So, what's difference? The magnitude of the dislocation. While it is reasonable to believe that monetary policy is the preferable stabilization tool for relatively small perturbations in economic activity, it is not evident that the same is true for large perturbations, especially when the economy is at the zero bound. Indeed, it is the persistence of significant output gaps that triggered the interest in fiscal policy, not the zero bound itself. Does Bullard really believe that the US economy would be in better shape in the absence of a fiscal response?
It is also not clear what "political hurdles" Bullard is referring to, but I would say that the chief hurdle to effective fiscal policy is the rise of the austerians, those that believe that growth is achieved only by reducing deficits. One would think that by now the events in Europe had discredited this opinion as it is increasingly evident that fiscal multipiers are greater than anticipated, but Bullard is not about to be dissuaded.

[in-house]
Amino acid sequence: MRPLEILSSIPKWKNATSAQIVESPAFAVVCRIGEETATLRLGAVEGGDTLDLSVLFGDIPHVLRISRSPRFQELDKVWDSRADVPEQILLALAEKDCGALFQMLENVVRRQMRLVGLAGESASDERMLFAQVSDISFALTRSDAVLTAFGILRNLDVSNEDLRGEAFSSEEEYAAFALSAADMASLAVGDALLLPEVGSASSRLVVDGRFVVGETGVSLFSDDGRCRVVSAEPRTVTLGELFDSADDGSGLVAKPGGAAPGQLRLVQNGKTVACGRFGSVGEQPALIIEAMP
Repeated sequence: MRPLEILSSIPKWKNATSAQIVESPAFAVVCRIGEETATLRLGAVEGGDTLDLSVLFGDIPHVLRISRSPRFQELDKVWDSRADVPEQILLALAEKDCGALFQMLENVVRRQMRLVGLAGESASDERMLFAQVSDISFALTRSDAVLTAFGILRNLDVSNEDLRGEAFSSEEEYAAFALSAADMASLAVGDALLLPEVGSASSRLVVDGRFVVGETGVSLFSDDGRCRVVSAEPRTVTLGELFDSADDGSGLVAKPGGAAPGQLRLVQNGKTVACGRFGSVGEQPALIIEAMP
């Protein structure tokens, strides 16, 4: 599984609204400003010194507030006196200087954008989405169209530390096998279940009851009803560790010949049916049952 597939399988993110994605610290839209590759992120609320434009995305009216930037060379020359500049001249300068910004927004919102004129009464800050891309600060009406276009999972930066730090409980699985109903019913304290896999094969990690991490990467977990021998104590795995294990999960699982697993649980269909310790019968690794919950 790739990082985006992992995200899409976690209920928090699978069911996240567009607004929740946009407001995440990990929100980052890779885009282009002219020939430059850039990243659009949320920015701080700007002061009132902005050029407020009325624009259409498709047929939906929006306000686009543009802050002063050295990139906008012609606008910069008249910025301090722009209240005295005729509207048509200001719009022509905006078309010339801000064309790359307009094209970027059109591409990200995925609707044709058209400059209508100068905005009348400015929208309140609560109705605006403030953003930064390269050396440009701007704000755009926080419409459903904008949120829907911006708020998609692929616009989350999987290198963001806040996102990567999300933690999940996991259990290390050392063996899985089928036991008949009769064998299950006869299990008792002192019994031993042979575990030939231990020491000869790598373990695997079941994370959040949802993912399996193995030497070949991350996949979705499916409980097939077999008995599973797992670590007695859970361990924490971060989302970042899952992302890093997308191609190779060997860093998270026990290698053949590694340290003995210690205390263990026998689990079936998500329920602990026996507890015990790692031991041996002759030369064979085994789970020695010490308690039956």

Bullard cites evidence that monetary policy still provides effective stabilization policy:
- Inflation has generally stayed near target instead of falling dramatically.
Wow, really? He completely ignores evidence that inflation will not fall dramatically in the presence of downward nominal wage rigidities. Moreover, he completely ignores high unemployment or the persistent output gap. And even if you believe that monetary policy can effectively stabilize the economy, you probably are appalled that Bullard believes that the economy has been stabilized in spite of the inability of the Federal Reserve to stabilize the path of nominal GDP.